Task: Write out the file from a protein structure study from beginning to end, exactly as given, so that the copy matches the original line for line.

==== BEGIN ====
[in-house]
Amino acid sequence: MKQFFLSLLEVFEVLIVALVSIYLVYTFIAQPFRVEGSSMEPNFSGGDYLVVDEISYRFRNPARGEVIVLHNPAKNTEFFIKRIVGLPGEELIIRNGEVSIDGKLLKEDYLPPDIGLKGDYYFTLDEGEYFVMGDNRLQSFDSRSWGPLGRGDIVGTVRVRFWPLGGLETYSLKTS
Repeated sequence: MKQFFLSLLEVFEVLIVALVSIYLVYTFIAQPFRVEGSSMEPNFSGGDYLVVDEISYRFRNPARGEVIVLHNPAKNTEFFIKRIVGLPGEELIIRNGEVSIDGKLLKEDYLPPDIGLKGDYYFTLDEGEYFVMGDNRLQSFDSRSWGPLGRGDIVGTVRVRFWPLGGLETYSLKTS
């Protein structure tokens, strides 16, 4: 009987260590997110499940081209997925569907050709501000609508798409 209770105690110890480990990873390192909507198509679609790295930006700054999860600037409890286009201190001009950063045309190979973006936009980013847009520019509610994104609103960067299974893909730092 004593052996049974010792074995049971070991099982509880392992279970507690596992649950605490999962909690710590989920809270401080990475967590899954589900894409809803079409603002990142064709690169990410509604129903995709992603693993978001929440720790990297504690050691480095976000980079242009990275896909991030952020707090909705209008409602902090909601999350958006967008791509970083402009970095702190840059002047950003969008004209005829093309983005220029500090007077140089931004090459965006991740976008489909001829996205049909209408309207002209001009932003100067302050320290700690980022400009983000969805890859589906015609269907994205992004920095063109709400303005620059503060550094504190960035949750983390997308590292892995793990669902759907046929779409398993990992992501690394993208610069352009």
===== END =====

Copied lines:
[in-house]
Amino acid sequence: MKQFFLSLLEVFEVLIVALVSIYLVYTFIAQPFRVEGSSMEPNFSGGDYLVVDEISYRFRNPARGEVIVLHNPAKNTEFFIKRIVGLPGEELIIRNGEVSIDGKLLKEDYLPPDIGLKGDYYFTLDEGEYFVMGDNRLQSFDSRSWGPLGRGDIVGTVRVRFWPLGGLETYSLKTS
Repeated sequence: MKQFFLSLLEVFEVLIVALVSIYLVYTFIAQPFRVEGSSMEPNFSGGDYLVVDEISYRFRNPARGEVIVLHNPAKNTEFFIKRIVGLPGEELIIRNGEVSIDGKLLKEDYLPPDIGLKGDYYFTLDEGEYFVMGDNRLQSFDSRSWGPLGRGDIVGTVRVRFWPLGGLETYSLKTS
């Protein structure tokens, strides 16, 4: 009987260590997110499940081209997925569907050709501000609508798409 209770105690110890480990990873390192909507198509679609790295930006700054999860600037409890286009201190001009950063045309190979973006936009980013847009520019509610994104609103960067299974893909730092 004593052996049974010792074995049971070991099982509880392992279970507690596992649950605490999962909690710590989920809270401080990475967590899954589900894409809803079409603002990142064709690169990410509604129903995709992603693993978001929440720790990297504690050691480095976000980079242009990275896909991030952020707090909705209008409602902090909601999350958006967008791509970083402009970095702190840059002047950003969008004209005829093309983005220029500090007077140089931004090459965006991740976008489909001829996205049909209408309207002209001009932003100067302050320290700690980022400009983000969805890859589906015609269907994205992004920095063109709400303005620059503060550094504190960035949750983390997308590292892995793990669902759907046929779409398993990992992501690394993208610069352009």